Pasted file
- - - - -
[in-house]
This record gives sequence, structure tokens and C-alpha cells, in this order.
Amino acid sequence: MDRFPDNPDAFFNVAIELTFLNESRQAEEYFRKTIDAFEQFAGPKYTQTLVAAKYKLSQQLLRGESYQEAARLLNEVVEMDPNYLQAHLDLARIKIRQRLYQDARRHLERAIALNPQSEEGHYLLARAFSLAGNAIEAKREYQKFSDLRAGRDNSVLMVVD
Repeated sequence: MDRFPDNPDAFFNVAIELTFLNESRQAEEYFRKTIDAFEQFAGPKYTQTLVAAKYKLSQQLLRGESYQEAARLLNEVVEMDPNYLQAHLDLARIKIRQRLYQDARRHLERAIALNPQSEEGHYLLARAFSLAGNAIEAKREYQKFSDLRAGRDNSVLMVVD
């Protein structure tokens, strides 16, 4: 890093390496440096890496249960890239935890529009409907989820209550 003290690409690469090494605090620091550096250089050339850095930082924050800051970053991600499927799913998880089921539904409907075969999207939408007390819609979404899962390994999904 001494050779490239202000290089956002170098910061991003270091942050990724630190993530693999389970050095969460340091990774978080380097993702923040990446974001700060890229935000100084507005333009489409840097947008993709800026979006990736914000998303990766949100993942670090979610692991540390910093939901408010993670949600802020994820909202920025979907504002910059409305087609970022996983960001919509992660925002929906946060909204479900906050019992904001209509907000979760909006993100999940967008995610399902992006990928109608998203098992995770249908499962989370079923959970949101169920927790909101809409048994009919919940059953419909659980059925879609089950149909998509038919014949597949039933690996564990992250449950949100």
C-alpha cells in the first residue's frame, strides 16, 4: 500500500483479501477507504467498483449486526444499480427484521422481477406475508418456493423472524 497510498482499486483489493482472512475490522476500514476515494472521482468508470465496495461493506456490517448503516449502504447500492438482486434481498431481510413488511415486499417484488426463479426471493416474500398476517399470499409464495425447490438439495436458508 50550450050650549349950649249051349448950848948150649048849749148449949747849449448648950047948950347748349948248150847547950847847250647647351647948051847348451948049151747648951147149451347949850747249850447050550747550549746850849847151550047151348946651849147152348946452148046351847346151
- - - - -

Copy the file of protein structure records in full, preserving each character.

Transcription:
[in-house]
This record gives sequence, structure tokens and C-alpha cells, in this order.
Amino acid sequence: MDRFPDNPDAFFNVAIELTFLNESRQAEEYFRKTIDAFEQFAGPKYTQTLVAAKYKLSQQLLRGESYQEAARLLNEVVEMDPNYLQAHLDLARIKIRQRLYQDARRHLERAIALNPQSEEGHYLLARAFSLAGNAIEAKREYQKFSDLRAGRDNSVLMVVD
Repeated sequence: MDRFPDNPDAFFNVAIELTFLNESRQAEEYFRKTIDAFEQFAGPKYTQTLVAAKYKLSQQLLRGESYQEAARLLNEVVEMDPNYLQAHLDLARIKIRQRLYQDARRHLERAIALNPQSEEGHYLLARAFSLAGNAIEAKREYQKFSDLRAGRDNSVLMVVD
């Protein structure tokens, strides 16, 4: 890093390496440096890496249960890239935890529009409907989820209550 003290690409690469090494605090620091550096250089050339850095930082924050800051970053991600499927799913998880089921539904409907075969999207939408007390819609979404899962390994999904 001494050779490239202000290089956002170098910061991003270091942050990724630190993530693999389970050095969460340091990774978080380097993702923040990446974001700060890229935000100084507005333009489409840097947008993709800026979006990736914000998303990766949100993942670090979610692991540390910093939901408010993670949600802020994820909202920025979907504002910059409305087609970022996983960001919509992660925002929906946060909204479900906050019992904001209509907000979760909006993100999940967008995610399902992006990928109608998203098992995770249908499962989370079923959970949101169920927790909101809409048994009919919940059953419909659980059925879609089950149909998509038919014949597949039933690996564990992250449950949100």
C-alpha cells in the first residue's frame, strides 16, 4: 500500500483479501477507504467498483449486526444499480427484521422481477406475508418456493423472524 497510498482499486483489493482472512475490522476500514476515494472521482468508470465496495461493506456490517448503516449502504447500492438482486434481498431481510413488511415486499417484488426463479426471493416474500398476517399470499409464495425447490438439495436458508 50550450050650549349950649249051349448950848948150649048849749148449949747849449448648950047948950347748349948248150847547950847847250647647351647948051847348451948049151747648951147149451347949850747249850447050550747550549746850849847151550047151348946651849147152348946452148046351847346151